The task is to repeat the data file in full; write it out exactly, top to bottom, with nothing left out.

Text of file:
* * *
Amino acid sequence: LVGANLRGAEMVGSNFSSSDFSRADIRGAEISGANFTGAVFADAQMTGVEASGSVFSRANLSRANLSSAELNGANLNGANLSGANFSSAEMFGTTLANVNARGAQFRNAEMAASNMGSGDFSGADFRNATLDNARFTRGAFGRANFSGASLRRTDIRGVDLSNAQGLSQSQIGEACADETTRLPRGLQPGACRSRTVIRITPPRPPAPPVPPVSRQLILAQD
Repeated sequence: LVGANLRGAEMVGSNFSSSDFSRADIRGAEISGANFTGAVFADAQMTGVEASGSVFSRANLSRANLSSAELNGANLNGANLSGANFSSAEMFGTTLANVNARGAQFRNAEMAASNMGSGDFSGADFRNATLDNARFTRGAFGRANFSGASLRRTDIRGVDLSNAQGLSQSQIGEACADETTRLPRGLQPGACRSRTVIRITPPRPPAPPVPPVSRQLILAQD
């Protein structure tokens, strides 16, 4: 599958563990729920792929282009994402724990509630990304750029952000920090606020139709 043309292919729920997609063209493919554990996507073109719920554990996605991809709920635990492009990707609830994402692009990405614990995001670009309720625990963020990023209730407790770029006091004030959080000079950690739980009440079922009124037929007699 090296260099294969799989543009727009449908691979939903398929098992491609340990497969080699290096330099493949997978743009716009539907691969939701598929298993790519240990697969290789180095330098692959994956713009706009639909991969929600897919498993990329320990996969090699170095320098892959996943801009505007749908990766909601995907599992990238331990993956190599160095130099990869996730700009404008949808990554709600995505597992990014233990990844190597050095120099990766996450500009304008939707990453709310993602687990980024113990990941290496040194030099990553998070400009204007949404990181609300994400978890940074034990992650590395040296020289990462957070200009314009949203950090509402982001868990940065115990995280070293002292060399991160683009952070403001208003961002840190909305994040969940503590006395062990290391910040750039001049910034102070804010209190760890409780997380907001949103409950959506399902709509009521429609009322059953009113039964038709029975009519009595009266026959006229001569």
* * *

Amino acid sequence: LVGANLRGAEMVGSNFSSSDFSRADIRGAEISGANFTGAVFADAQMTGVEASGSVFSRANLSRANLSSAELNGANLNGANLSGANFSSAEMFGTTLANVNARGAQFRNAEMAASNMGSGDFSGADFRNATLDNARFTRGAFGRANFSGASLRRTDIRGVDLSNAQGLSQSQIGEACADETTRLPRGLQPGACRSRTVIRITPPRPPAPPVPPVSRQLILAQD
Repeated sequence: LVGANLRGAEMVGSNFSSSDFSRADIRGAEISGANFTGAVFADAQMTGVEASGSVFSRANLSRANLSSAELNGANLNGANLSGANFSSAEMFGTTLANVNARGAQFRNAEMAASNMGSGDFSGADFRNATLDNARFTRGAFGRANFSGASLRRTDIRGVDLSNAQGLSQSQIGEACADETTRLPRGLQPGACRSRTVIRITPPRPPAPPVPPVSRQLILAQD
């Protein structure tokens, strides 16, 4: 599958563990729920792929282009994402724990509630990304750029952000920090606020139709 043309292919729920997609063209493919554990996507073109719920554990996605991809709920635990492009990707609830994402692009990405614990995001670009309720625990963020990023209730407790770029006091004030959080000079950690739980009440079922009124037929007699 090296260099294969799989543009727009449908691979939903398929098992491609340990497969080699290096330099493949997978743009716009539907691969939701598929298993790519240990697969290789180095330098692959994956713009706009639909991969929600897919498993990329320990996969090699170095320098892959996943801009505007749908990766909601995907599992990238331990993956190599160095130099990869996730700009404008949808990554709600995505597992990014233990990844190597050095120099990766996450500009304008939707990453709310993602687990980024113990990941290496040194030099990553998070400009204007949404990181609300994400978890940074034990992650590395040296020289990462957070200009314009949203950090509402982001868990940065115990995280070293002292060399991160683009952070403001208003961002840190909305994040969940503590006395062990290391910040750039001049910034102070804010209190760890409780997380907001949103409950959506399902709509009521429609009322059953009113039964038709029975009519009595009266026959006229001569």